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Inuit vocational school: A work opportunity or a life of confusion?

While Inuit parents were being moved from igloos to houses in the 1950s, their children were being assimilated into the Canadian education system. In the worst cases, children were taken from their families, harshly disciplined and stripped of their culture. Only over the past 25 years have the Inuit been permitted a voice to speak out about how their children are educated. After so many years of feeling marginalized by formal education, the Inuit today are a people trying to correct the damage.

media clip
At this vocational school, a pilot project for similar schools in the north, young Inuit men are trained in the operation of heavy machinery. The eventual goal is employment at the airstrip or open-pit mine. In this CBC Television clip, reporter Ab Douglas tells the Canadian public about the most recent assimilation initiative. No Inuit students are interviewed about the problems they've encountered so far.

The school is another one of the government's continued attempts to ease the Inuit into an urban lifestyle. Some boys have already left due to homesickness or alcohol offences. They spend six months at the school, receive an allowance, and get the chance to "brush up" on their English studies. Although nothing is wrong with the school's concept, it's no wonder some boys are having trouble adjusting. After centuries of close-knit family life, these students live miles from home and will be the first Inuit generation to grow up without hunting or trapping with their fathers.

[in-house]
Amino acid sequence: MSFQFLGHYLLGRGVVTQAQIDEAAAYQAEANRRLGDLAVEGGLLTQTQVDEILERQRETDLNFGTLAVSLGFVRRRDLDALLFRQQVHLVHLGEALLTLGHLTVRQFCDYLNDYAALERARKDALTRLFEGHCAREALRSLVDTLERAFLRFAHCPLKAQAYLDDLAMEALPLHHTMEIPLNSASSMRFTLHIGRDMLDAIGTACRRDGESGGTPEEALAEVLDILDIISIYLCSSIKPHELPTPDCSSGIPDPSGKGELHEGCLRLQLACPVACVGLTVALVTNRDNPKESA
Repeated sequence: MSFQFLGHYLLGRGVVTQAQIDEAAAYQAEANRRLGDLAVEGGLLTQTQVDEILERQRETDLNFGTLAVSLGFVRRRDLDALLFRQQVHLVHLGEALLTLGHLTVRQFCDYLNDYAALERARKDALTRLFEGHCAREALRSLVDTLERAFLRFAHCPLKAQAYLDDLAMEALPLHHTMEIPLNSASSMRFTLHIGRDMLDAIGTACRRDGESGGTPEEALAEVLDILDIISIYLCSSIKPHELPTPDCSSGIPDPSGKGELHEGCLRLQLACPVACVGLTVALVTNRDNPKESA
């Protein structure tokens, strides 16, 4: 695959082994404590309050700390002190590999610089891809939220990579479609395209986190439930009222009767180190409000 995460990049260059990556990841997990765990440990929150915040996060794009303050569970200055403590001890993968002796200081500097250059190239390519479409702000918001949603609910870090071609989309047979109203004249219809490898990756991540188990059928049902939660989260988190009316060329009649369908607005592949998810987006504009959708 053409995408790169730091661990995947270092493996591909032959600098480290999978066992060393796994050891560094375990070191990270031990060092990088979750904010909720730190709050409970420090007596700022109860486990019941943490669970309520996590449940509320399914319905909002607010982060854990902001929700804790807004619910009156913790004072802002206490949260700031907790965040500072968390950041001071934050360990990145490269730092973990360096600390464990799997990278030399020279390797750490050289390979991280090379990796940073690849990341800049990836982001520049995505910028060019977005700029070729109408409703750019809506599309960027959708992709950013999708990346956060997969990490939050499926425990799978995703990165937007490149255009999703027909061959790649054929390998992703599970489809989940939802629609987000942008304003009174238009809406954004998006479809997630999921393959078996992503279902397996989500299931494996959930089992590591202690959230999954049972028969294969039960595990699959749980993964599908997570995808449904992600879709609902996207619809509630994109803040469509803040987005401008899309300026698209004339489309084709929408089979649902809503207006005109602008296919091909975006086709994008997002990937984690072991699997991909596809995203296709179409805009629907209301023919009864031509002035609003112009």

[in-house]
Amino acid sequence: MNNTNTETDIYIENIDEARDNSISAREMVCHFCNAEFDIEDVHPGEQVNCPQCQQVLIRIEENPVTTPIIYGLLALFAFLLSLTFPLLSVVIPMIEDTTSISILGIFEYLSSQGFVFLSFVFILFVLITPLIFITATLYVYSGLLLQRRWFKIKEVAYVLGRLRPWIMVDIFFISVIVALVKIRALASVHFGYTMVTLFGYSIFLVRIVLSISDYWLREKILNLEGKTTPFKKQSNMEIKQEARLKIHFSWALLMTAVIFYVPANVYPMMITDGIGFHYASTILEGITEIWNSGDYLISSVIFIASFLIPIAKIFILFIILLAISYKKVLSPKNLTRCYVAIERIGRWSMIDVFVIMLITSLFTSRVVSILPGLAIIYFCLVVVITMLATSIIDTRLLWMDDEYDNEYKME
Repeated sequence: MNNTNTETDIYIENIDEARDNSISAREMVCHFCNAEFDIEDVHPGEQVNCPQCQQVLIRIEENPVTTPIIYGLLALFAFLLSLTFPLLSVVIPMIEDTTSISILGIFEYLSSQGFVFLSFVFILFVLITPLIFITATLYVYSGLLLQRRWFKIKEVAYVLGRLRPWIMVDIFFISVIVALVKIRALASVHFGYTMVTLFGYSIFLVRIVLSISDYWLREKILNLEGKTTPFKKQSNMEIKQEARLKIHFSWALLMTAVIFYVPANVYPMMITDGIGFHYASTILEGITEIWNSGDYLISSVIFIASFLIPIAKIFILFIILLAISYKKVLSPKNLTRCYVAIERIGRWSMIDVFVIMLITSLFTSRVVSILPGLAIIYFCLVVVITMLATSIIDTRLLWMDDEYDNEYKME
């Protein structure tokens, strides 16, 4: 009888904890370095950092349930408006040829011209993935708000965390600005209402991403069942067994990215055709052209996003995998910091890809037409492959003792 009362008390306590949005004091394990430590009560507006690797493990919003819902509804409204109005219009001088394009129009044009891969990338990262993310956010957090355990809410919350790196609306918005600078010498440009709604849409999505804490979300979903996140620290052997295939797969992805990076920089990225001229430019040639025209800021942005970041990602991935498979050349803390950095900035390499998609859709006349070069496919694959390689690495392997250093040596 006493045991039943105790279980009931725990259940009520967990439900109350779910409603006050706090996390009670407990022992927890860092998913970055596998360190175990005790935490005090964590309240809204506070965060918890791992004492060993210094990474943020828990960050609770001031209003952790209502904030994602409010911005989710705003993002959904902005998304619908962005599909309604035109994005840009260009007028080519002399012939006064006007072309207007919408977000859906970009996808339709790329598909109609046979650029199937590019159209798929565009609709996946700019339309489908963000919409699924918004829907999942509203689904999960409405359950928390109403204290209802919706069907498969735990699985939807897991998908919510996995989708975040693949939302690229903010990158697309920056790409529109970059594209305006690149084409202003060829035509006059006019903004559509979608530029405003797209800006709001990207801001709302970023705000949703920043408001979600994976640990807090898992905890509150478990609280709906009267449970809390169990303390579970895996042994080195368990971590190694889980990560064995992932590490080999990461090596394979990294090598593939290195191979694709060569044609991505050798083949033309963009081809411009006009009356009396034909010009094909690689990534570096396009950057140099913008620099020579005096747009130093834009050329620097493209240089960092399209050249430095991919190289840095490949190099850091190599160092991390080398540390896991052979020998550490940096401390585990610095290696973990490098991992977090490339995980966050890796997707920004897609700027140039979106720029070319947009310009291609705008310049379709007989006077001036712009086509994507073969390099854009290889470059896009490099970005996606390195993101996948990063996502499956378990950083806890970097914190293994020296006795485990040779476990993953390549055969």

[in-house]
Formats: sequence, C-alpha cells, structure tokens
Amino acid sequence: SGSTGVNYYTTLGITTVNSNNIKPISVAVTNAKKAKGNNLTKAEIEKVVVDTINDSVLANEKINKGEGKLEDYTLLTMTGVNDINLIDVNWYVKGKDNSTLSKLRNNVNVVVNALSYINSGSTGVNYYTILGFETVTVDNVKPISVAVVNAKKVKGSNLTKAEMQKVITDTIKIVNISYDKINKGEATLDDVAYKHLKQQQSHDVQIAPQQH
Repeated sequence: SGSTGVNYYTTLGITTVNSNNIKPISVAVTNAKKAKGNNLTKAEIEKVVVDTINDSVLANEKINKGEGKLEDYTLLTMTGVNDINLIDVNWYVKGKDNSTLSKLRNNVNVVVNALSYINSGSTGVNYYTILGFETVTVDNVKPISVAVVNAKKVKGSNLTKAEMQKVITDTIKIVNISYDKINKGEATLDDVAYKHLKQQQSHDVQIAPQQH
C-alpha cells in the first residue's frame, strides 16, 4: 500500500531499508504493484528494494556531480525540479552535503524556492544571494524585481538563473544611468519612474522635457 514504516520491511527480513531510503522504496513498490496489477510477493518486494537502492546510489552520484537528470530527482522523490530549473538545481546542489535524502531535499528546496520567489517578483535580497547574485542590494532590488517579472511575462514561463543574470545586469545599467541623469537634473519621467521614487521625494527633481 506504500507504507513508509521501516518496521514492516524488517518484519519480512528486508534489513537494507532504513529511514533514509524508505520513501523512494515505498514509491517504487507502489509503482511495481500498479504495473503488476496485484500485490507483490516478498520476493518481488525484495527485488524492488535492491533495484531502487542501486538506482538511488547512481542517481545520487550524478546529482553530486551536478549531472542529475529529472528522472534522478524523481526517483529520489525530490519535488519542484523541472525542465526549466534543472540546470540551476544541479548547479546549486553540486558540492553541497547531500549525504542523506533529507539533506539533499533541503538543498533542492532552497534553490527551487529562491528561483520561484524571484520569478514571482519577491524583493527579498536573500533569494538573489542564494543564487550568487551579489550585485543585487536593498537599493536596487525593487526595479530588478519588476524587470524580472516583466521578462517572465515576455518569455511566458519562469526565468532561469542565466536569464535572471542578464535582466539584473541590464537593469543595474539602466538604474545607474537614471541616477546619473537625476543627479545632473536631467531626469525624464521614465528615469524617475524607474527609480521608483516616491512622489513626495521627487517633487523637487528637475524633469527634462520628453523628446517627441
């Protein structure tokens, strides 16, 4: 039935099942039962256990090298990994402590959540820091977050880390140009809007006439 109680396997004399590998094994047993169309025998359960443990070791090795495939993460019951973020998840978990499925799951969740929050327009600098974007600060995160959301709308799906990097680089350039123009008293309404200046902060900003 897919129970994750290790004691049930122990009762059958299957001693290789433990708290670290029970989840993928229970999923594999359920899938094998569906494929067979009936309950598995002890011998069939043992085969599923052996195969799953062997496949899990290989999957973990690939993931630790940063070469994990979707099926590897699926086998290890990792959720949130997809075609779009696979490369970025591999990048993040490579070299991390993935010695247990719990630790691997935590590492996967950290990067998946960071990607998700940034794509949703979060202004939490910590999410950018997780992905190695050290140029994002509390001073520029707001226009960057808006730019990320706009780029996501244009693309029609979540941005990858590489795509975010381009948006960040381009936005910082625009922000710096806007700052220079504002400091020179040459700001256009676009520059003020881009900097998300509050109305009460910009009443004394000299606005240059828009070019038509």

. Through the 1950s and 60s, industrial and vocational schools were a popular supplement to the regular scholastic day school.
. Many hostels (government-run boarding schools), technical schools and day schools were erected in the postwar expansion into Inuit land. It was hoped that the Inuit would have a role to play in the development of the Arctic region, through education and vocational training.

. The term "residential schools" generally refers to a variety of institutions that have existed over time, including: industrial schools, boarding schools, student residences, hostels, billets and residential schools.
. The U.S. Air Force built an airport in Frobisher Bay, NWT in 1942. After the war, Canada took over the operation, making the airport large enough for jetliners. Traffic flow, tourism and industrial opportunity increased, changing both the economic and social landscape of Frobisher Bay.

. Frobisher Bay became the centre for DEW line construction operations between 1955 and 1957. This project brought hundreds of men to the Northwest Territories from the southern regions. By 1957 the population was approximately 1,200 (489 of whom were Inuit).
. Despite the training schools, there were many instances of companies hiring young white men from the south over local Inuit boys. This problem contributed to the feeling of disconnect between the intended purpose of the educational institutions in the north and the actual results for the Inuit.

. In 1987 Frobisher Bay reverted to its original Inuktitut name of Iqaluit, which means place of many fish. When the new territory of Nunavut was formed in 1999, Iqaluit became its capital.
Medium: Television
Program: CBC Newsmagazine
Broadcast Date: Sept. 22, 1968
Reporter: Ab Douglas
Duration: 1:11

Last updated: September 18, 2014

Page consulted on September 18, 2014

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